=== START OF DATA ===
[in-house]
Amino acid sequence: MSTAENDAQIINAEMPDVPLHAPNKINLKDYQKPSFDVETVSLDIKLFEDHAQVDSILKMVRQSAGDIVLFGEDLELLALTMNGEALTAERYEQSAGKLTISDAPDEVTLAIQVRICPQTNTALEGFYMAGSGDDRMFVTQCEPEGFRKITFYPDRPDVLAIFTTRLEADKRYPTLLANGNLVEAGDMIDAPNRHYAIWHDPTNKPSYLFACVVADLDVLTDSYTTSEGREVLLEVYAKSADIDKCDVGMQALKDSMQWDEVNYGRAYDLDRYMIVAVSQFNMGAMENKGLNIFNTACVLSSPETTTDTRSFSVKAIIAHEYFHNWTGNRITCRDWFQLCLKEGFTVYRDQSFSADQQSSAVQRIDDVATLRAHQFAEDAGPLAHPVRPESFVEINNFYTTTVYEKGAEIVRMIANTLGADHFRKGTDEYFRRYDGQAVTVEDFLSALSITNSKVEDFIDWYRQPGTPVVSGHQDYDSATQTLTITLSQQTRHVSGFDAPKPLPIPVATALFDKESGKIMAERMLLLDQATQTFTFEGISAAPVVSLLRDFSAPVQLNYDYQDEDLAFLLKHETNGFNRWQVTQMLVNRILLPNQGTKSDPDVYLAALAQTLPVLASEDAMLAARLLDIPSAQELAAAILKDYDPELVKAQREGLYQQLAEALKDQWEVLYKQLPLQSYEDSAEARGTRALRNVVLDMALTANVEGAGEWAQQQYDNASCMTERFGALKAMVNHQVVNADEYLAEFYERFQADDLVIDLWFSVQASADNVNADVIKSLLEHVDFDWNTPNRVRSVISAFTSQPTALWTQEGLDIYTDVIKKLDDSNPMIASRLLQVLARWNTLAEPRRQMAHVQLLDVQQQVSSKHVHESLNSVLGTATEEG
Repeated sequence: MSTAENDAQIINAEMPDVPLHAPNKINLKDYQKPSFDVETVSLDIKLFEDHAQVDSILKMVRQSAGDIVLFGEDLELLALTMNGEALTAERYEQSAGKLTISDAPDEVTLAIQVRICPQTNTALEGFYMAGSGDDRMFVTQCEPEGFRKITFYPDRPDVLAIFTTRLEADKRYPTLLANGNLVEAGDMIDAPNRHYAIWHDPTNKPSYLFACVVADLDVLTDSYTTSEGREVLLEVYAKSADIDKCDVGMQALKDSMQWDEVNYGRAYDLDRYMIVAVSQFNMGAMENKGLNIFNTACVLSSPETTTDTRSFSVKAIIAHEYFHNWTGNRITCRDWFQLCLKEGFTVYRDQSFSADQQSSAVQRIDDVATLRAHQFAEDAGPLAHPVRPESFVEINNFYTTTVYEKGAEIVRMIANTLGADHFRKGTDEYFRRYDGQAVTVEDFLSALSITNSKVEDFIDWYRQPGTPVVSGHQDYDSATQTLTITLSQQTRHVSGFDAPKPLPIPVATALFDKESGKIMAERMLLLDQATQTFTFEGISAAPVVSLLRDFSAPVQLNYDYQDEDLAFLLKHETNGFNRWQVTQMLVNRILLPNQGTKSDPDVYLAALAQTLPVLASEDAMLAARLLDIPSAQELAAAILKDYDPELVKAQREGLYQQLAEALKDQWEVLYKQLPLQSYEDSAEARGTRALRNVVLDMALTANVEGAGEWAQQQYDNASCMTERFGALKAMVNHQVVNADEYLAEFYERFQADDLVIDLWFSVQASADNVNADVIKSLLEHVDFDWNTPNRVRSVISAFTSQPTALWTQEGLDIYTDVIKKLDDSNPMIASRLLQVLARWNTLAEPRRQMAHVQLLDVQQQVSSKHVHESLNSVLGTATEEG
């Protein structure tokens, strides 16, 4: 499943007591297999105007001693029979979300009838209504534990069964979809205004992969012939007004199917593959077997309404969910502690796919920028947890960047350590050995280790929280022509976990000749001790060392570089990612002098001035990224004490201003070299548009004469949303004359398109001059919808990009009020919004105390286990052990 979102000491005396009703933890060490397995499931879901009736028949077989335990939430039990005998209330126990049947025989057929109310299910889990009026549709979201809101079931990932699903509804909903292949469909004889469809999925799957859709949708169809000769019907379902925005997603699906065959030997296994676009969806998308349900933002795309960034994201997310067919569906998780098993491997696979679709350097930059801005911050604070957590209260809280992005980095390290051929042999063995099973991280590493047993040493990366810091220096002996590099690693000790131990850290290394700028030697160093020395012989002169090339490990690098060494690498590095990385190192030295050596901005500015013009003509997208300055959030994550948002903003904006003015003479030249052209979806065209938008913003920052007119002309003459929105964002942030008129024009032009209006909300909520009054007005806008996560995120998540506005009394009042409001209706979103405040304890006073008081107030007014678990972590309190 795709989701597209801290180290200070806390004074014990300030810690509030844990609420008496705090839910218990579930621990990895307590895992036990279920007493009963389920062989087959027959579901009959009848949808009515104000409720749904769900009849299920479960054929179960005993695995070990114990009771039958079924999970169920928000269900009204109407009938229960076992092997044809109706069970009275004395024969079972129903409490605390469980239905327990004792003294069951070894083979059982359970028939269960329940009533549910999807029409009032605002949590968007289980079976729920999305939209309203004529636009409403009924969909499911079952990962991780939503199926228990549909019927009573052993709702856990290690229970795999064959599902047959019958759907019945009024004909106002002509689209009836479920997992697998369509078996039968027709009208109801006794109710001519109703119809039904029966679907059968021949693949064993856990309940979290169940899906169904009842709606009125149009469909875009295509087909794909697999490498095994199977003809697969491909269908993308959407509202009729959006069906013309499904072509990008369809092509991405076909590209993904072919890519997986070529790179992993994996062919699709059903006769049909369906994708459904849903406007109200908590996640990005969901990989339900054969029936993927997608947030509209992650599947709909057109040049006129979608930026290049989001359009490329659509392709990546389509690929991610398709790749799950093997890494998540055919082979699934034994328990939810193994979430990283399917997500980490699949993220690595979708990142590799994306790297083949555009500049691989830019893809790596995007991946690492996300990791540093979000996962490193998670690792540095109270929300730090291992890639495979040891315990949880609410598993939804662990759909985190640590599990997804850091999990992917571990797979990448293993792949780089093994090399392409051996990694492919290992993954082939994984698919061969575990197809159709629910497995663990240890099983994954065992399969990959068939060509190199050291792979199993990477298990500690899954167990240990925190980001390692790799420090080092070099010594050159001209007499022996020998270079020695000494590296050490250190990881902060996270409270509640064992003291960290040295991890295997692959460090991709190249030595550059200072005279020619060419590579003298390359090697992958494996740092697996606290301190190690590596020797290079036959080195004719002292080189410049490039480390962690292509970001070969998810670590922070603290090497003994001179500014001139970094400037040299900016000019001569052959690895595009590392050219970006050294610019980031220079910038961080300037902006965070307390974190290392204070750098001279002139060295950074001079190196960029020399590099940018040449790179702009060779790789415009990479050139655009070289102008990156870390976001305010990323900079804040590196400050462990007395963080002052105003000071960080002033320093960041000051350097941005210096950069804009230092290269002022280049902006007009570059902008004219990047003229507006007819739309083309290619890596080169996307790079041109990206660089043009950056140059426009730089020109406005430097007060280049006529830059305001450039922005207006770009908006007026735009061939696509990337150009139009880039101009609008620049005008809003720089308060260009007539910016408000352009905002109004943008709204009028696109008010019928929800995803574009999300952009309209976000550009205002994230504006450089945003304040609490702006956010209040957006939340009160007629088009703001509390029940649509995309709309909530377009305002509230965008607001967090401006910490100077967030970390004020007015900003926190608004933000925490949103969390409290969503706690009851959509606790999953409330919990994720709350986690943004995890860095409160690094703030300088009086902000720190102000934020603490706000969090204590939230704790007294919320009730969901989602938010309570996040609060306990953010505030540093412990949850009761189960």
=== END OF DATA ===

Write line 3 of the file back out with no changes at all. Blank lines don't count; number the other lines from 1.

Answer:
Repeated sequence: MSTAENDAQIINAEMPDVPLHAPNKINLKDYQKPSFDVETVSLDIKLFEDHAQVDSILKMVRQSAGDIVLFGEDLELLALTMNGEALTAERYEQSAGKLTISDAPDEVTLAIQVRICPQTNTALEGFYMAGSGDDRMFVTQCEPEGFRKITFYPDRPDVLAIFTTRLEADKRYPTLLANGNLVEAGDMIDAPNRHYAIWHDPTNKPSYLFACVVADLDVLTDSYTTSEGREVLLEVYAKSADIDKCDVGMQALKDSMQWDEVNYGRAYDLDRYMIVAVSQFNMGAMENKGLNIFNTACVLSSPETTTDTRSFSVKAIIAHEYFHNWTGNRITCRDWFQLCLKEGFTVYRDQSFSADQQSSAVQRIDDVATLRAHQFAEDAGPLAHPVRPESFVEINNFYTTTVYEKGAEIVRMIANTLGADHFRKGTDEYFRRYDGQAVTVEDFLSALSITNSKVEDFIDWYRQPGTPVVSGHQDYDSATQTLTITLSQQTRHVSGFDAPKPLPIPVATALFDKESGKIMAERMLLLDQATQTFTFEGISAAPVVSLLRDFSAPVQLNYDYQDEDLAFLLKHETNGFNRWQVTQMLVNRILLPNQGTKSDPDVYLAALAQTLPVLASEDAMLAARLLDIPSAQELAAAILKDYDPELVKAQREGLYQQLAEALKDQWEVLYKQLPLQSYEDSAEARGTRALRNVVLDMALTANVEGAGEWAQQQYDNASCMTERFGALKAMVNHQVVNADEYLAEFYERFQADDLVIDLWFSVQASADNVNADVIKSLLEHVDFDWNTPNRVRSVISAFTSQPTALWTQEGLDIYTDVIKKLDDSNPMIASRLLQVLARWNTLAEPRRQMAHVQLLDVQQQVSSKHVHESLNSVLGTATEEG